We are Zenna Tagney and Bobi McFadzean, ceramic artists from mid-Cornwall. We have been working as support artists for Brickfield since early 2020, exploring the lost craft of brickmaking by hand, in the heart of Cornwall’s ‘clay country’, a landscape shaped by the China Clay industry.
For Newham Heritage Month, we were part of Brickfield’s collaboration with V&A East, V&A Research Institute and University of East London’s Performing Arts department. The community engagement project involved people from many different backgrounds with diverse interests, and knowledge, joining together to learn and develop skills centred around the humble brick. We were invited as part of Brickfield Newham to spend time reflecting on the project and create artwork inspired by the experience. Some of our work was on display in the Medieval and Renaissance galleries at the V&A for London Design Festival. Below are some words from each of us, and some images of the work we have created.
My initial works were pots thrown from the East London dug clay, unprocessed and flint-filled. This brick earth acted as a canvas for the various things I had picked up on throughout the project, including sketches of the kiln in action with graphite, ink and charcoal and abstracted shapes of architecture slipped on brick tiles.
Ultimately these objects didn’t feel as though they resonated with how I felt about the experience of Brickfield Newham. I knew I wanted to capture the project as a whole, keeping the community that formed and disbanded in little over a week, at the forefront of my thinking.
With space between me and the project, and time to reflect, test clay and explore ideas, one thing had stuck in my mind and rooted itself into everything I made: a clay hand, created by Armando. Armando was one of the Brickfield Makers, a new group drawn together from the local community by their interest in clay, brick and housing issues. Armando made his hand from clay dug in Plaistow, and proudly displayed it on the kiln for favour from the gods.
I moulded my own small clay hand from stoneware to echo his, stained it with the Plaistow yellow clay and marked it with charcoal from the kiln. It evoked thoughts of land, how it is used, consumed and reshaped. It brought to mind the clay, the earth beneath our feet, which is dug, shaped, fired and stacked to become the buildings that we explored in our history walks around East London. It made me think of the temporary brickfields in whose fire our cities were forged, and the people by the kiln side, then and now.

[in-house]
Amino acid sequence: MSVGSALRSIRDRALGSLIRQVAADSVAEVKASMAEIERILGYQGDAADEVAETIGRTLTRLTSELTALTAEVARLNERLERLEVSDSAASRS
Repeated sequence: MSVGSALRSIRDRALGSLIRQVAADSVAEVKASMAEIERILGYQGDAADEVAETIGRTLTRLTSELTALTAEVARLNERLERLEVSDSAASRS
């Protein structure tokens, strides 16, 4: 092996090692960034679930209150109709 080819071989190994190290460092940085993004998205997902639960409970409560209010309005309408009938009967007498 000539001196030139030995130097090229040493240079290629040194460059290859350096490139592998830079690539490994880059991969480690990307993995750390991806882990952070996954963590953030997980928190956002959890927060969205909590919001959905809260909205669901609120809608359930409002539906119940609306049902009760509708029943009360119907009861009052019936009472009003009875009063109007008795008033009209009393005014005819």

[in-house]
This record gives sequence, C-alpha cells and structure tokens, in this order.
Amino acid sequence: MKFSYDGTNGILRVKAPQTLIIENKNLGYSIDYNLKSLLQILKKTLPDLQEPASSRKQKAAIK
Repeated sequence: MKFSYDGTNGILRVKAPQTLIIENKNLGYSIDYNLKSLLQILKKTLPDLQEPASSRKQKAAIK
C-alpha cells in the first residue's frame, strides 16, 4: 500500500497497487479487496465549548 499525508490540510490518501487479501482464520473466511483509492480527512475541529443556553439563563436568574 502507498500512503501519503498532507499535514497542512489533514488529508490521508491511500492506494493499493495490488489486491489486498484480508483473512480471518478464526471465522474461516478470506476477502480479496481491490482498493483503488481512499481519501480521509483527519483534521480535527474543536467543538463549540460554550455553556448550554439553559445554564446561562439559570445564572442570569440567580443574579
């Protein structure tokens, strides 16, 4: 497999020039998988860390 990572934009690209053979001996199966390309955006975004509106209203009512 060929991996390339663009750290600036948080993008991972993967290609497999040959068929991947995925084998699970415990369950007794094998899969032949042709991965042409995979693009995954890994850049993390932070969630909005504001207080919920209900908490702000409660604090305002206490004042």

I went on to explore the various things I had collected in London, arranging them into varied compositions: rusted nails found on the concrete floor of the yard, charcoal and mangled metal swept from the kiln, a shard of brick. This came to be Land, Fire, Hand and Clay, an abstract collection of objects that made their way into the V&A. While I don’t feel I am quite finished with my response and exploration into this line of thought, it did feel a suitable end to the Brickfield Newham summer and such a privilege to stand beside our cabinet of shared work, among the curated crafts of the past in Room 64b.
Brickfield Newham was an intense week. We were working so hard on the project that I had little time to think about what my response would be. It wasn’t until a while later that some threads and themes that had been simmering during the project started bubbling up, and I began piecing them together.
I wanted to do something that weaved together ideas around home, the significance of place, of women and labour, personal and local histories, relationships to materials and wider concerns around sustainability in the construction industry, and what it means to be part of a collective making process.
Although I’m not a writer at all, and would normally avoid writing, there were a few words and phrases that kept returning to me, and which I found myself wanting to get down onto a page. Here is a link to a recording of the written piece that emerged from this:
I also wanted to make a physical piece, and an image kept returning to me: Francis Wollaston Moody’s sculptures of women on the Ceramic Staircase in the V&A. I was taken by them, by their muscular bodies, and the way they reminded me of classical caryatids, traditionally presented as pillars.
The sculptures are holding a piece of cloth draped around them, and gathered at the front. I wanted to represent this by combining a variety of clays – some of those used in London, and some from home. The variety of textures and colours contrasts with the image of the smooth porcelain body, and the diversity of stories and histories embodied in the clays are gathered together in the clasp of my caryatid women. These sculptures also seemed to me to represent women’s labour, but instead of the labour of holding up the staircase, in my versions they are either carrying bricks, or in some cases an arch, alluding to the brick arch in my mother’s kitchen. This idea developed out of a drama workshop led by Lynne McCarthy from UEL during Brickfield Newham. We were asked to think about our favourite place in our childhood home, and this is the place that my imagination went to. For me the physical material- clay – links this myriad of ideas that are at once personal, political and universal.
We are both very grateful for this opportunity, and would like to thank: Rosanna Martin and Katie Bunnell of Brickfield, Lynne McCarthy (UEL) and Georgia Haseldine of the V&A for making this possible and their support along the way.
Find out more
- More information on Brickfield Newham
- More on Brickfield
- Bobi’s website and Instagram
- Zenna’s website and Instagram
- We are both currently resident artists at Flookan, St. Austell’s Ceramic Hub: Instagram or Facebook
Brickfield Newham was made possible with the support of Andrew W. Mellon Foundation, Newham Heritage Month and Arts Council England with in-kind support from Newham Council and ThisisProjekt.